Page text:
Jordan accused of supporting Syrian rebels

Jordan accused of supporting Syrian rebels
Analysis: A pro-Syrian satellite channel accuses Jordan of involvement in the recent offensive in the south of Syria against regime bases.
2 min read
14 June, 2015
A regime warplane shot down by the Southern Front on Wednesday [Getty]

A pro-Syrian regime Lebanese satellite channel has accused Jordan of aiding Syrian opposition fighters in taking one of the most important Syrian army bases in southern Syria.

Al-Mayadeen, a Lebanese satellite channel known for supporting the Syrian regime and Hizballah, said it had "exclusive intelligence information" that indicated thousands of fighters belonging to the Southern Front raided the base under orders from the so-called Military Operations Command (MOC) in Jordan, an centre allegedly staffed by Western, Gulf and Jordanian military advisers providing planning, logistics, funding, and weapons to Syrian rebels.

Prior to the rebel capture of the base of Brigade 52, a pro-Syrian regime newspaper in Lebanon suggested this same MOC in Jordan was coordinating a major rebel offensive in southern Syria.

The Syrian government has accused Jordan many times of supporting "terrorists", a blanket term Damascus uses for jihadist groups operating in the country, such as the Islamic State group and the Nusra Front and other rebel groups seeking to overthrow the regime of Bashar al-Assad.

Jordan has denied the MOC had any role in supporting rebels in Syria.

Officially neutral

Jordan's role in Syria should be seen as part of its overall foreign policy to secure the stability of the kingdom.

Officially, the Jordanian government maintains a neutral stance vis-a-vis the conflict in its northern neighbour and denies training rebels on its territory or providing them with logistical assistance.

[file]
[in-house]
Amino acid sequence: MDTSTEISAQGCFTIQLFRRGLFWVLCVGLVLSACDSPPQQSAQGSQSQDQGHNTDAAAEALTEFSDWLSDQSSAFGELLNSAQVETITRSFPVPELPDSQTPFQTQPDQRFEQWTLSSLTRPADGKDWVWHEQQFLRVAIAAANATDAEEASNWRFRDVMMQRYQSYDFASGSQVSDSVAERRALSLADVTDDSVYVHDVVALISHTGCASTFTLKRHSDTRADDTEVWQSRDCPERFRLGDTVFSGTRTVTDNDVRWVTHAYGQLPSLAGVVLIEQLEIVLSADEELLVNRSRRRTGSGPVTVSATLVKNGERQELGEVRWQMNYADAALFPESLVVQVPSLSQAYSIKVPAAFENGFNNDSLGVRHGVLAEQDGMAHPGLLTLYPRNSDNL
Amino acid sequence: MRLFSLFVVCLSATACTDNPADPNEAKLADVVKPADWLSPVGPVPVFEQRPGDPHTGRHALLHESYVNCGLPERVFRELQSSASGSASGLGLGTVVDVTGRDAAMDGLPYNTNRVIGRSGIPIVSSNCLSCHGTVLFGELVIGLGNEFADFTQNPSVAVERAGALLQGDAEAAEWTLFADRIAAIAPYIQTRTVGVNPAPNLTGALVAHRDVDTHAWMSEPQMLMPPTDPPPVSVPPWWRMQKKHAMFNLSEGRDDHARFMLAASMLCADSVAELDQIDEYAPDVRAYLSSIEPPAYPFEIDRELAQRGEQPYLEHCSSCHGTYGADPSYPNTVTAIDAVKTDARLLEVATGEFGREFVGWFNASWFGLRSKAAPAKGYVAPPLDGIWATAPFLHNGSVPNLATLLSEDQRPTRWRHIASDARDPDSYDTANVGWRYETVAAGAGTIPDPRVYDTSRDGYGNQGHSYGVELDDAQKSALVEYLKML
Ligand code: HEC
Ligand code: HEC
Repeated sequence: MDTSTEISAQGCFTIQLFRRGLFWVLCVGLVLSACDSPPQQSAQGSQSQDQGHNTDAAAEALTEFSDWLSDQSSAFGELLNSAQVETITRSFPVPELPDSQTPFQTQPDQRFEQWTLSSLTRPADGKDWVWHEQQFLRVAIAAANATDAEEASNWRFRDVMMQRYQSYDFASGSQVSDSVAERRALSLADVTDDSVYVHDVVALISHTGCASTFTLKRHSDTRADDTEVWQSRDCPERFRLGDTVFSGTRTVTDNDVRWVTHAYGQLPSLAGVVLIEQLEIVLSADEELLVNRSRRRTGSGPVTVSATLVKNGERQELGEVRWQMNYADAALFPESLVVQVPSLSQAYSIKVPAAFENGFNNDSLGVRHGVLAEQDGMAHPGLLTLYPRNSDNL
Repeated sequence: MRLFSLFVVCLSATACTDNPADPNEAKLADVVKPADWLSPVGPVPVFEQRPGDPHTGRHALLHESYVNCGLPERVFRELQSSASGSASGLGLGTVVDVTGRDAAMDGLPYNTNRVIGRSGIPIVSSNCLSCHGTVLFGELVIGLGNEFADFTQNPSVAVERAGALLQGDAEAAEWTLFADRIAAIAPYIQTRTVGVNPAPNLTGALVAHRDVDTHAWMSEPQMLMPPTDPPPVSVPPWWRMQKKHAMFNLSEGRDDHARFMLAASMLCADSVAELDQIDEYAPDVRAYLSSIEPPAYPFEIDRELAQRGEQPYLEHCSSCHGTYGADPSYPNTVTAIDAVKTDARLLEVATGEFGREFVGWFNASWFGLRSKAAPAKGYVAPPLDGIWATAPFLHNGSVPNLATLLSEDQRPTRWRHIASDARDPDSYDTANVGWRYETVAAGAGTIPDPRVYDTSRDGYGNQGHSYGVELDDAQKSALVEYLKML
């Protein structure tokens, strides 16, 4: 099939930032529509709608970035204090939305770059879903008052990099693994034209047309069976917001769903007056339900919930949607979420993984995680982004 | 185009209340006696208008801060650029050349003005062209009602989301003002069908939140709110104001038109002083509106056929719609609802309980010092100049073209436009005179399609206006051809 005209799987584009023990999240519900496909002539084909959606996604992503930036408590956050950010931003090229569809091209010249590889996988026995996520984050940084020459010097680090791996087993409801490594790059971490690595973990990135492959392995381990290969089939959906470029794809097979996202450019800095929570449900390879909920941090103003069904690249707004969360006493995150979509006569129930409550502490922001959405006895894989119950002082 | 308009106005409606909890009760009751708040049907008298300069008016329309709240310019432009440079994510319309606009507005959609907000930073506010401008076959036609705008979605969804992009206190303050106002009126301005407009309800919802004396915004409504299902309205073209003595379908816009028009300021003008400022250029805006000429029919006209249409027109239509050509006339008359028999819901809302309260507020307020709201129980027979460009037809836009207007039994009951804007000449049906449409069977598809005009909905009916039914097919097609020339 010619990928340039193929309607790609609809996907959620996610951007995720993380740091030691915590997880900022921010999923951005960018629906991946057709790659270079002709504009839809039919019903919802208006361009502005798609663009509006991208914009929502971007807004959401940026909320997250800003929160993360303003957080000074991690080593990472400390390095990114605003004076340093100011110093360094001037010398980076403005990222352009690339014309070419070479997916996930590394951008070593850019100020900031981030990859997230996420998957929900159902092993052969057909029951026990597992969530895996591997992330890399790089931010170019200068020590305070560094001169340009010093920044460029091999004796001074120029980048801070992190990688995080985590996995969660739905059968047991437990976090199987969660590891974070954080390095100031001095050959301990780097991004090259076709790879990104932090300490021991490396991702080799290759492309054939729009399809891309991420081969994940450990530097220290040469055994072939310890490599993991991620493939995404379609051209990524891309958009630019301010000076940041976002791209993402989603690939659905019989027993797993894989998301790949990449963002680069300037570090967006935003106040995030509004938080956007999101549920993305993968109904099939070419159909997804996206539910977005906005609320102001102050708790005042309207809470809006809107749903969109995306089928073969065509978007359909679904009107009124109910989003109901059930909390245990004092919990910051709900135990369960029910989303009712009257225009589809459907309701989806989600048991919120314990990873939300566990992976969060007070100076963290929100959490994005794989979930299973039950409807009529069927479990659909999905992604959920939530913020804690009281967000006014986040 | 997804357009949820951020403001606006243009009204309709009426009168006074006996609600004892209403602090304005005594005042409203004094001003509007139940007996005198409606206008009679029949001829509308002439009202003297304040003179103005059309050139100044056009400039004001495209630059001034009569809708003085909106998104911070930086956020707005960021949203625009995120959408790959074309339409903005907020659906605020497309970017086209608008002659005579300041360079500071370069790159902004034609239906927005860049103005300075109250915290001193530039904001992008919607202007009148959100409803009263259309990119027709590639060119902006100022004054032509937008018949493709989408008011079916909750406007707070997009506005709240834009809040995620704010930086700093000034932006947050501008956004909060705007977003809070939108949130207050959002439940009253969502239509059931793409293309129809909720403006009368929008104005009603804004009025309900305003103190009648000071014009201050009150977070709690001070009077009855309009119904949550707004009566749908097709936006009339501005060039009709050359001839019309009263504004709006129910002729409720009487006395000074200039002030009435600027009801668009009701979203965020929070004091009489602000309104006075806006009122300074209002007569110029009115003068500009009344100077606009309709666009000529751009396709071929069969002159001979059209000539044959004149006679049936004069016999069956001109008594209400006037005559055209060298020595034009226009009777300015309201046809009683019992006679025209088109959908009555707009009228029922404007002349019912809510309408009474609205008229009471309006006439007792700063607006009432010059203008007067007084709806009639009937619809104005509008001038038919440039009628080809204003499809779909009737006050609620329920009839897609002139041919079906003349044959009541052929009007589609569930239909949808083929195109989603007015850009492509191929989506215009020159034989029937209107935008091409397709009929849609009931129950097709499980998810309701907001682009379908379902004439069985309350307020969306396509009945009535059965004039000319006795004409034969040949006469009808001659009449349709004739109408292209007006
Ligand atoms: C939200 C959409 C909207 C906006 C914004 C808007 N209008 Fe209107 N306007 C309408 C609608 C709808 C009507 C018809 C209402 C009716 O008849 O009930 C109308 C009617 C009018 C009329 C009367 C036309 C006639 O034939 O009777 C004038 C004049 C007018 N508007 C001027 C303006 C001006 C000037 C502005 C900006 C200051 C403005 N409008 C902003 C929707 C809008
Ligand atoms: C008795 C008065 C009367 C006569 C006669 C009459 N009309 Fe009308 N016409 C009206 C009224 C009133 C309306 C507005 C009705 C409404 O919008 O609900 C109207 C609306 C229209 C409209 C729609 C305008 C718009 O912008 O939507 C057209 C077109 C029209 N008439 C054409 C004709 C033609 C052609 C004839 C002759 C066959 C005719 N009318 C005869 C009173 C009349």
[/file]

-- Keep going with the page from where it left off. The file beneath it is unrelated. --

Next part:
However, statements given by Syrian rebel leaders in the past and multiple press reports indicate a Jordanian connection to the conflict.

Jordan's role in Syria should be seen as part of its overall foreign policy in which the benchmark has always been the stability of the kingdom. Jordan is most probably hedging all its possibilities, but it also has to strike a balance between the needs of its allies in the US and the Gulf Cooperation Council, its wariness of the regime in Damascus, and the threat to the kingdom from jihadist groups like the Islamic State group, now too close to its borders for comfort.

Jordan, which hosts over a million Syrian refugees by some estimates, has also suffered economically from the conflict. In April, rebels captured the last remaining regime-controlled border crossing with Jordan in Syria, dealing a major blow to the kingdom's trade.

The Syrian regime is on the retreat outside its strongholds in the Syrian coast and Damascus, while the rebel groups, now working more closely with the Nusra Front, seem more unified and formidable than ever as they have gone on the offensive in both northern and southern Syria.